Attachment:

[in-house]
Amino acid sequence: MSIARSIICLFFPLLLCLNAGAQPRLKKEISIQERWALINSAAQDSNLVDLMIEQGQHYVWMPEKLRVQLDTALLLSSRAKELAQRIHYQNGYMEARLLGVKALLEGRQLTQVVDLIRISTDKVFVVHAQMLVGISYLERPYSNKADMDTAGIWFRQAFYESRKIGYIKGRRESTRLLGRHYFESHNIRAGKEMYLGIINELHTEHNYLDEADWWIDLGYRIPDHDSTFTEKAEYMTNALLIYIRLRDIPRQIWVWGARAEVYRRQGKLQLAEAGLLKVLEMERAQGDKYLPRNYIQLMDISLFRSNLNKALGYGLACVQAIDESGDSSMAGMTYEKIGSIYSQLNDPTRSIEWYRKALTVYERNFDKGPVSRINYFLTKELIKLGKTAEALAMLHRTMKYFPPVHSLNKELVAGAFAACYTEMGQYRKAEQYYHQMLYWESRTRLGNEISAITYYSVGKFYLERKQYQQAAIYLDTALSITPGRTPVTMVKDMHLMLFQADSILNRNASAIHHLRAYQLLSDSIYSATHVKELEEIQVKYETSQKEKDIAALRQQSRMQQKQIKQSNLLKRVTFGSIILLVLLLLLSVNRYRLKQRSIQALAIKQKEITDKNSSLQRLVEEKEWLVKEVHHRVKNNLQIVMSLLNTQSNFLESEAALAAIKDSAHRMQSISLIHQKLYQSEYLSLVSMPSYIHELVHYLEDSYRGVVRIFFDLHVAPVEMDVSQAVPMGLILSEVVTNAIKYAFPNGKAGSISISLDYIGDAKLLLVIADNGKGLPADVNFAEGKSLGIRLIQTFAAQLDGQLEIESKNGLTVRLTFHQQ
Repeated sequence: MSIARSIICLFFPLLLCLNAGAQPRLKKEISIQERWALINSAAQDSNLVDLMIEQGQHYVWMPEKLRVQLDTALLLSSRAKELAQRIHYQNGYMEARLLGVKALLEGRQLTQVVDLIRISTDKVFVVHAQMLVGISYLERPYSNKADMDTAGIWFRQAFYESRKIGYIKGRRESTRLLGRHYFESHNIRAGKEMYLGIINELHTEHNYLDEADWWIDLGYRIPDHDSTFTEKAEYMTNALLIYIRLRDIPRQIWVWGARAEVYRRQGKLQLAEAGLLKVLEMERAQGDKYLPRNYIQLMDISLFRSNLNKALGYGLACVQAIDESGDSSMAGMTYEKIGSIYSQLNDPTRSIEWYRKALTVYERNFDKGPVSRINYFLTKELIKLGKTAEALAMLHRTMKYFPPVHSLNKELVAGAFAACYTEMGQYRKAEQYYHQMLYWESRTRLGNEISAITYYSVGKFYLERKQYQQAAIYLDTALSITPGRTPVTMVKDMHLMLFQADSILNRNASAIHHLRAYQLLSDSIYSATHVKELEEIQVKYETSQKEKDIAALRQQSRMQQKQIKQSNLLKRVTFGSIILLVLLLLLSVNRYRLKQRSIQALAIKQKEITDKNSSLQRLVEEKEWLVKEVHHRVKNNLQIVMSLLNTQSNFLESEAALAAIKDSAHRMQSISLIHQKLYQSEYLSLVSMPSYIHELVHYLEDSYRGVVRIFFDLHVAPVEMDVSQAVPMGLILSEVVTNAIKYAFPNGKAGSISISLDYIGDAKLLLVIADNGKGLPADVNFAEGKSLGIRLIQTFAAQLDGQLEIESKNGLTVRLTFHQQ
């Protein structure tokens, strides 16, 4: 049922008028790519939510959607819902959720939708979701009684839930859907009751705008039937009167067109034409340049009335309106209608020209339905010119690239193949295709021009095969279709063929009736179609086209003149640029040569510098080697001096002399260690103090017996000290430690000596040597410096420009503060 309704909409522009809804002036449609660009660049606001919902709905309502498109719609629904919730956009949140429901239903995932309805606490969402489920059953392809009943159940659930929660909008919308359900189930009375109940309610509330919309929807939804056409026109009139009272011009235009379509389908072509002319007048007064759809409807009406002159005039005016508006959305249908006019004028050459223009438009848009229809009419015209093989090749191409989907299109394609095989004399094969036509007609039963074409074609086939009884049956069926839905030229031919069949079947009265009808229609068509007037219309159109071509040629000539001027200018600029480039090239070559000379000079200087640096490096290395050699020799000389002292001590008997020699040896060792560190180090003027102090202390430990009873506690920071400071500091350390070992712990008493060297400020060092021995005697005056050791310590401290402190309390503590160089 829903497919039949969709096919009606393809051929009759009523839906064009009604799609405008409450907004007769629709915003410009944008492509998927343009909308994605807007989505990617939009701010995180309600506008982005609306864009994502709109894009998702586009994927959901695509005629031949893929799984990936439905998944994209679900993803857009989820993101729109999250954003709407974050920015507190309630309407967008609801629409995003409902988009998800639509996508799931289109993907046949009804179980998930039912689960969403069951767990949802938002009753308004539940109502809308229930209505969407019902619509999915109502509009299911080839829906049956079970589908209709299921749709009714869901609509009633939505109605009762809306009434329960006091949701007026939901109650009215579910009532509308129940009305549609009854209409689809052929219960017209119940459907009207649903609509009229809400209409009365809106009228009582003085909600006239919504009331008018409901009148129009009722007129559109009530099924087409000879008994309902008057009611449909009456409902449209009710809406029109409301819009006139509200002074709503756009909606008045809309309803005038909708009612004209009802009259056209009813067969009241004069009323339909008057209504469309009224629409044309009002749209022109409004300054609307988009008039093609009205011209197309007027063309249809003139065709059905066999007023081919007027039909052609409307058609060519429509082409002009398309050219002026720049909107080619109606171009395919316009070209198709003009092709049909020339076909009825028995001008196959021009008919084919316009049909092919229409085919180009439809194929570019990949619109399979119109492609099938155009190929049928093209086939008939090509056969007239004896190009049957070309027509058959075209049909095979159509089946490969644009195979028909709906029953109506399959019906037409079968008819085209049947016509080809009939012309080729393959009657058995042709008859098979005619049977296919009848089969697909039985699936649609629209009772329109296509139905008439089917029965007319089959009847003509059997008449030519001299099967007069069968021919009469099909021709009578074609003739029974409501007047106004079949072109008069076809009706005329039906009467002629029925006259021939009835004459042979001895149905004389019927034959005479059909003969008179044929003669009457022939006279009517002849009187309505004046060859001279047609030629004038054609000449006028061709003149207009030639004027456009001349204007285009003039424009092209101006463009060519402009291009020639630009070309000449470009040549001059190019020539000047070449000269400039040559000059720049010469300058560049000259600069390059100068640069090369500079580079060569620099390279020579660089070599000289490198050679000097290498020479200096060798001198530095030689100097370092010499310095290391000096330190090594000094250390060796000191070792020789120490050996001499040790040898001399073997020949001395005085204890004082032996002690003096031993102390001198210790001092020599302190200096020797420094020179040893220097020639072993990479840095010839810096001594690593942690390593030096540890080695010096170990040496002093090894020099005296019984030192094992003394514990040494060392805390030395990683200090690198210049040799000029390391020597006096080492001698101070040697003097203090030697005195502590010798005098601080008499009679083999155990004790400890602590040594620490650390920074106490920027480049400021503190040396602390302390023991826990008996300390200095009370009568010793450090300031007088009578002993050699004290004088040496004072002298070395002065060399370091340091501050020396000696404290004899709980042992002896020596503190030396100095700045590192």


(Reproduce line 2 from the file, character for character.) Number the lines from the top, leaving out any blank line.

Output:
Amino acid sequence: MSIARSIICLFFPLLLCLNAGAQPRLKKEISIQERWALINSAAQDSNLVDLMIEQGQHYVWMPEKLRVQLDTALLLSSRAKELAQRIHYQNGYMEARLLGVKALLEGRQLTQVVDLIRISTDKVFVVHAQMLVGISYLERPYSNKADMDTAGIWFRQAFYESRKIGYIKGRRESTRLLGRHYFESHNIRAGKEMYLGIINELHTEHNYLDEADWWIDLGYRIPDHDSTFTEKAEYMTNALLIYIRLRDIPRQIWVWGARAEVYRRQGKLQLAEAGLLKVLEMERAQGDKYLPRNYIQLMDISLFRSNLNKALGYGLACVQAIDESGDSSMAGMTYEKIGSIYSQLNDPTRSIEWYRKALTVYERNFDKGPVSRINYFLTKELIKLGKTAEALAMLHRTMKYFPPVHSLNKELVAGAFAACYTEMGQYRKAEQYYHQMLYWESRTRLGNEISAITYYSVGKFYLERKQYQQAAIYLDTALSITPGRTPVTMVKDMHLMLFQADSILNRNASAIHHLRAYQLLSDSIYSATHVKELEEIQVKYETSQKEKDIAALRQQSRMQQKQIKQSNLLKRVTFGSIILLVLLLLLSVNRYRLKQRSIQALAIKQKEITDKNSSLQRLVEEKEWLVKEVHHRVKNNLQIVMSLLNTQSNFLESEAALAAIKDSAHRMQSISLIHQKLYQSEYLSLVSMPSYIHELVHYLEDSYRGVVRIFFDLHVAPVEMDVSQAVPMGLILSEVVTNAIKYAFPNGKAGSISISLDYIGDAKLLLVIADNGKGLPADVNFAEGKSLGIRLIQTFAAQLDGQLEIESKNGLTVRLTFHQQ